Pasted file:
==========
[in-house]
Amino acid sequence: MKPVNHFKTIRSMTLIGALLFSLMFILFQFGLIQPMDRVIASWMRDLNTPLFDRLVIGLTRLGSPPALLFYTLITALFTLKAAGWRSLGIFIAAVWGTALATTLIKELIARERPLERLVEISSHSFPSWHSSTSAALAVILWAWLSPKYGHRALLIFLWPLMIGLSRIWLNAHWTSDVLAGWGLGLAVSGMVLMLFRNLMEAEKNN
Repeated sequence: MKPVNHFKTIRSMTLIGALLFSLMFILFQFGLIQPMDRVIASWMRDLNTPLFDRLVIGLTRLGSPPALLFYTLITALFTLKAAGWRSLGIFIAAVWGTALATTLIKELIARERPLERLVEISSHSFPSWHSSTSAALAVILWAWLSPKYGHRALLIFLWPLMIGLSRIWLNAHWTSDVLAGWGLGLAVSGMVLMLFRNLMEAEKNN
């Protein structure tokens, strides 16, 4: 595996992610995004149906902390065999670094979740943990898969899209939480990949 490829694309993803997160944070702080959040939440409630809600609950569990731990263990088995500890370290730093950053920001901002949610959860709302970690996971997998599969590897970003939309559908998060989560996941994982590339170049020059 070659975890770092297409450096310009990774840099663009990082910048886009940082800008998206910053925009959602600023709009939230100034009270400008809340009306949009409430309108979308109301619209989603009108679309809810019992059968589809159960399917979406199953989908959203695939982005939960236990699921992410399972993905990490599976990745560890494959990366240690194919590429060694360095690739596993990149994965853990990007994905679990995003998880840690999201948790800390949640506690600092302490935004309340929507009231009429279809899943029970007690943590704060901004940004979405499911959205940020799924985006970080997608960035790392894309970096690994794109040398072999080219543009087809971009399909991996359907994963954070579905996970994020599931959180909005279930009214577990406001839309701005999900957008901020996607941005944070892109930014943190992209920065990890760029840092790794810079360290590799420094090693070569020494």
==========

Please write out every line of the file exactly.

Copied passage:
[in-house]
Amino acid sequence: MKPVNHFKTIRSMTLIGALLFSLMFILFQFGLIQPMDRVIASWMRDLNTPLFDRLVIGLTRLGSPPALLFYTLITALFTLKAAGWRSLGIFIAAVWGTALATTLIKELIARERPLERLVEISSHSFPSWHSSTSAALAVILWAWLSPKYGHRALLIFLWPLMIGLSRIWLNAHWTSDVLAGWGLGLAVSGMVLMLFRNLMEAEKNN
Repeated sequence: MKPVNHFKTIRSMTLIGALLFSLMFILFQFGLIQPMDRVIASWMRDLNTPLFDRLVIGLTRLGSPPALLFYTLITALFTLKAAGWRSLGIFIAAVWGTALATTLIKELIARERPLERLVEISSHSFPSWHSSTSAALAVILWAWLSPKYGHRALLIFLWPLMIGLSRIWLNAHWTSDVLAGWGLGLAVSGMVLMLFRNLMEAEKNN
């Protein structure tokens, strides 16, 4: 595996992610995004149906902390065999670094979740943990898969899209939480990949 490829694309993803997160944070702080959040939440409630809600609950569990731990263990088995500890370290730093950053920001901002949610959860709302970690996971997998599969590897970003939309559908998060989560996941994982590339170049020059 070659975890770092297409450096310009990774840099663009990082910048886009940082800008998206910053925009959602600023709009939230100034009270400008809340009306949009409430309108979308109301619209989603009108679309809810019992059968589809159960399917979406199953989908959203695939982005939960236990699921992410399972993905990490599976990745560890494959990366240690194919590429060694360095690739596993990149994965853990990007994905679990995003998880840690999201948790800390949640506690600092302490935004309340929507009231009429279809899943029970007690943590704060901004940004979405499911959205940020799924985006970080997608960035790392894309970096690994794109040398072999080219543009087809971009399909991996359907994963954070579905996970994020599931959180909005279930009214577990406001839309701005999900957008901020996607941005944070892109930014943190992209920065990890760029840092790794810079360290590799420094090693070569020494």